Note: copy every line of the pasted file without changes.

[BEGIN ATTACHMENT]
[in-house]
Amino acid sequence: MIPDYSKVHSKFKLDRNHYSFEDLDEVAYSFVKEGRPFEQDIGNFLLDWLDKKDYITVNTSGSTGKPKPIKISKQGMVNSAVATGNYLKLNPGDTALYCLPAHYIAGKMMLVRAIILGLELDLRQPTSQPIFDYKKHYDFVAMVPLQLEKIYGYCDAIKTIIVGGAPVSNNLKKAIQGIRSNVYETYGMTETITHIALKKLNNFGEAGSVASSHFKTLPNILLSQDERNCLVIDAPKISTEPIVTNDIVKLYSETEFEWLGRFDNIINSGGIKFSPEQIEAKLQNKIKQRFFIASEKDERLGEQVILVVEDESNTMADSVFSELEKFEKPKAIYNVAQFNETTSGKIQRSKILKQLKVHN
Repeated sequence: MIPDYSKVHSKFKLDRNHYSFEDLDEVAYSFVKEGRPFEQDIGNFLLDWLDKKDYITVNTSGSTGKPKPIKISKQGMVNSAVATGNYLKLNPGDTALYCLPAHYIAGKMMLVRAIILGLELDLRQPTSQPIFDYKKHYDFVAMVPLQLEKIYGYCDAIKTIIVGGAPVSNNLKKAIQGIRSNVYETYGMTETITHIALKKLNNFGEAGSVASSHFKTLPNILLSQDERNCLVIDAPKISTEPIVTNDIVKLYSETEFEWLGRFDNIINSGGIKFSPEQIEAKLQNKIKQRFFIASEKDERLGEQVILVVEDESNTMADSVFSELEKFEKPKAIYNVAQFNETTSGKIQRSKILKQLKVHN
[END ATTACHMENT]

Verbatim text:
[in-house]
Amino acid sequence: MIPDYSKVHSKFKLDRNHYSFEDLDEVAYSFVKEGRPFEQDIGNFLLDWLDKKDYITVNTSGSTGKPKPIKISKQGMVNSAVATGNYLKLNPGDTALYCLPAHYIAGKMMLVRAIILGLELDLRQPTSQPIFDYKKHYDFVAMVPLQLEKIYGYCDAIKTIIVGGAPVSNNLKKAIQGIRSNVYETYGMTETITHIALKKLNNFGEAGSVASSHFKTLPNILLSQDERNCLVIDAPKISTEPIVTNDIVKLYSETEFEWLGRFDNIINSGGIKFSPEQIEAKLQNKIKQRFFIASEKDERLGEQVILVVEDESNTMADSVFSELEKFEKPKAIYNVAQFNETTSGKIQRSKILKQLKVHN
Repeated sequence: MIPDYSKVHSKFKLDRNHYSFEDLDEVAYSFVKEGRPFEQDIGNFLLDWLDKKDYITVNTSGSTGKPKPIKISKQGMVNSAVATGNYLKLNPGDTALYCLPAHYIAGKMMLVRAIILGLELDLRQPTSQPIFDYKKHYDFVAMVPLQLEKIYGYCDAIKTIIVGGAPVSNNLKKAIQGIRSNVYETYGMTETITHIALKKLNNFGEAGSVASSHFKTLPNILLSQDERNCLVIDAPKISTEPIVTNDIVKLYSETEFEWLGRFDNIINSGGIKFSPEQIEAKLQNKIKQRFFIASEKDERLGEQVILVVEDESNTMADSVFSELEKFEKPKAIYNVAQFNETTSGKIQRSKILKQLKVHN